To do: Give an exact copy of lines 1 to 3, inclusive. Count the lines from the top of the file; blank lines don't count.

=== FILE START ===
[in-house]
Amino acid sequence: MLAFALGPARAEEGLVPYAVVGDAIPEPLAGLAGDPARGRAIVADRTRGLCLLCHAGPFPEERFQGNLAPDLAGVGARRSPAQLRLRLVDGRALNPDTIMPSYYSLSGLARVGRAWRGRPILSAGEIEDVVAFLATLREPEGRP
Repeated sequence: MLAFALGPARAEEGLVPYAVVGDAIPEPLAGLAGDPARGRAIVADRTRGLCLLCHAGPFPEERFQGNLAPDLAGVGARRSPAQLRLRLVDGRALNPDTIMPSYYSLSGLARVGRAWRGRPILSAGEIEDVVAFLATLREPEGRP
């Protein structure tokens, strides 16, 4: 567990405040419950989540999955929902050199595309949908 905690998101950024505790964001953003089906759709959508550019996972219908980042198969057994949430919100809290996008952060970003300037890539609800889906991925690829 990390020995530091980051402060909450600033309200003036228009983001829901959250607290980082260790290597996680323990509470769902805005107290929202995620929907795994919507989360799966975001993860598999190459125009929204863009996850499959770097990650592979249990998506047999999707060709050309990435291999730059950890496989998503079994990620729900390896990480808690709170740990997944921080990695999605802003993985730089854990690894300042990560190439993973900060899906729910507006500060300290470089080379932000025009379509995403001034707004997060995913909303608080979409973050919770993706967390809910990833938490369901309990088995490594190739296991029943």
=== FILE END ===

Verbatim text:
[in-house]
Amino acid sequence: MLAFALGPARAEEGLVPYAVVGDAIPEPLAGLAGDPARGRAIVADRTRGLCLLCHAGPFPEERFQGNLAPDLAGVGARRSPAQLRLRLVDGRALNPDTIMPSYYSLSGLARVGRAWRGRPILSAGEIEDVVAFLATLREPEGRP
Repeated sequence: MLAFALGPARAEEGLVPYAVVGDAIPEPLAGLAGDPARGRAIVADRTRGLCLLCHAGPFPEERFQGNLAPDLAGVGARRSPAQLRLRLVDGRALNPDTIMPSYYSLSGLARVGRAWRGRPILSAGEIEDVVAFLATLREPEGRP